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About FLW

Future Law Works is a global collective of researchers, technologists, practitioners, and designers envisioning the futures of law, legal institutions, and legal education.  We are a virtual think tank.

We are motivated to act by the instinct that social, economic, and technological change now dwarfs the power of established institutions of legal education and higher education to adapt effectively in the incremental style to which they are accustomed. Fundamental, larger scale, and longer term re-thinking and re-structuring are required. Our initial vision is described in greater detail at the “Vision” link, above. We are eager to complement the efforts of others around the world who have been working to improve systems of education, training, professional development, the delivery of legal services and legal information, and justice.


Future Law Works was established in late 2018 following a “Law’s Futures” roundtable held at Claremont McKenna College in Southern California attended by more than 30 legal academics, lawyers, and designers aiming to think broadly and boldly about how law, education, and institutions should be refashioned in the decades to come. Additional roundtables have been held in September 2019 at Northwestern University Pritzker School of Law and online in October 2022.

One prompt for the roundtable and the programs, events, and initiatives to come was this essay on the future of legal education, distributed in December 2017 and later made the focus of an online symposium at Prawfsblawg, a leading blog covering legal academia. The essay and the online symposium are available at the “Readings” link at the 2018 Law’s Futures website.

This site was launched in late December 2018.

Last updated: 21 June 2024

Recent updates

June 2024: Three new prompts for innovation in legal education – on economics, curriculum, and talent/leadership – have been posted to a new “Resources” page on this site. Click here for more information.

AALS 2023: Future Law Works hosted a discussion and reception with about 40 people, including many current and former law deans, at the annual meeting of the American Association of Law Schools (AALS) in San Diego in January 2023. We talked about the question of what Future Law Works ought to do exactly as a think tank and action platform.  Click here for more information about the conversation and what it points toward.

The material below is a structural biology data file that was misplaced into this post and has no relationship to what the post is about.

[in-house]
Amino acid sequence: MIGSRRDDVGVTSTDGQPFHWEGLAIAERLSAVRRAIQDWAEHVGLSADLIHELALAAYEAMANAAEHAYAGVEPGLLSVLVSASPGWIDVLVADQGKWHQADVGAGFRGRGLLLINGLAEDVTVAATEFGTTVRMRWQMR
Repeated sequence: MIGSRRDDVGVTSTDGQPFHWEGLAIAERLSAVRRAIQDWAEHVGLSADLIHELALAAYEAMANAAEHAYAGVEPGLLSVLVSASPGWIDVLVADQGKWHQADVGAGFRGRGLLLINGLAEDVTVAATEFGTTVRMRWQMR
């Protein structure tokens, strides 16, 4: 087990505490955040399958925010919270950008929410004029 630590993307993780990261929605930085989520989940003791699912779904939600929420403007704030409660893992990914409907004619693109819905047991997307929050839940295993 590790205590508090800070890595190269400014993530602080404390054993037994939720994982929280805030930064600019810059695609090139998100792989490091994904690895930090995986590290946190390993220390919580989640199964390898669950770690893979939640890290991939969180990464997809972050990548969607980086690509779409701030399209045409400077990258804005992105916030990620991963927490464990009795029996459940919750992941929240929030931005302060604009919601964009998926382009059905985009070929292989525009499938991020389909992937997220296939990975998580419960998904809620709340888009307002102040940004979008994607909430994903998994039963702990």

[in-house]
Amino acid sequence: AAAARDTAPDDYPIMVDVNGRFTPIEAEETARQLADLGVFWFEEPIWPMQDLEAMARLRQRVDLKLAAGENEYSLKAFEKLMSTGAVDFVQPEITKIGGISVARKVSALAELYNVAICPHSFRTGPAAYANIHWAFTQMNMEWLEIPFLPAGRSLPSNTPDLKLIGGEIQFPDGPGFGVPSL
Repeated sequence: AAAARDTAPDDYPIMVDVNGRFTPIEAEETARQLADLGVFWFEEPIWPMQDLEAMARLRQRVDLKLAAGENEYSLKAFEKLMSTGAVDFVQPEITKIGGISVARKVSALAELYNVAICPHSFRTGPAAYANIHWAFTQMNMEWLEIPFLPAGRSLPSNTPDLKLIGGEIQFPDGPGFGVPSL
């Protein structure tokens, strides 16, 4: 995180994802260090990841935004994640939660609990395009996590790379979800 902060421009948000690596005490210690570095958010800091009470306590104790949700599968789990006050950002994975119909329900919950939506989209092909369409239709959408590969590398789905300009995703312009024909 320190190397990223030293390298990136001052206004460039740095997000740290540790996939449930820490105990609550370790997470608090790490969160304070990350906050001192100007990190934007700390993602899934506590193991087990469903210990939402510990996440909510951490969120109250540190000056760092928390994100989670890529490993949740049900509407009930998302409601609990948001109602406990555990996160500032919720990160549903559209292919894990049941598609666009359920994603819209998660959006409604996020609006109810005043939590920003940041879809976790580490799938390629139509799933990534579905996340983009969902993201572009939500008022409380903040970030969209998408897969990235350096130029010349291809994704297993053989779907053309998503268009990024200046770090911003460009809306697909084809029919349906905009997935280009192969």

Fall 2022 meeting: The “Law’s Futures 3” roundtable took place on for October 14, 2022. Click here for more information.

Click here for the latest from the Future Law Works Steering Committee.

Steering Committee

Hiram Chodosh
Claremont McKenna College

Hiram Chodosh has been president of Claremont McKenna College in Claremont, California, USA since 2013. He served as dean of the University of Utah S.J. Quinney College of Law from 2006 to 2013.

Michael Madison
University of Pittsburgh School of Law
Daniel Rodriguez
Northwestern University Pritzker School of Law

Daniel Rodriguez is the Harold Washington Professor at the Northwestern University Pritzker School of Law. He served as dean at Northwestern from January 2012 through August 2018.

Lyrissa Lidsky
University of Florida Levin College of Law

Lyrissa Lidsky is Raymond & Miriam Ehrlich Chair in U.S. Constitutional Law at the University of Florida Levin College of Law. She served as dean of the University of Missouri School of Law from 2017 to 2022 and taught at the University of Florida from 1994 to 2017.

Danielle Conway
Penn State Dickinson Law

Danielle M. Conway has been dean of Penn State University Dickinson Law and Donald J. Farage Professor of Law since 2019. She previously served as dean of the University of Maine School of Law and as a member of the law faculties at the University of Hawai'i and the University of Memphis.

Bridget McCormack
American Arbitration Association - International Centre for Dispute Resolution
Bridget Mary McCormack is President and Chief Executive Officer of the American Arbitration Association-International Centre for Dispute Resolution. She previously served as Chief Justice of the Michigan Supreme Court. She was elected to the court in 2013 and served as Chief Justice from 2019 through 2022. Before her election, she was a law professor and dean at the University of Michigan Law School. She continues to teach at the Law School.


Future Law Works has no formal institutional sponsorship or affiliation. It consists of the collected volunteer efforts of individual researchers, practitioners, technologists, designers, academic administrators, and business and nonprofit professionals around the world.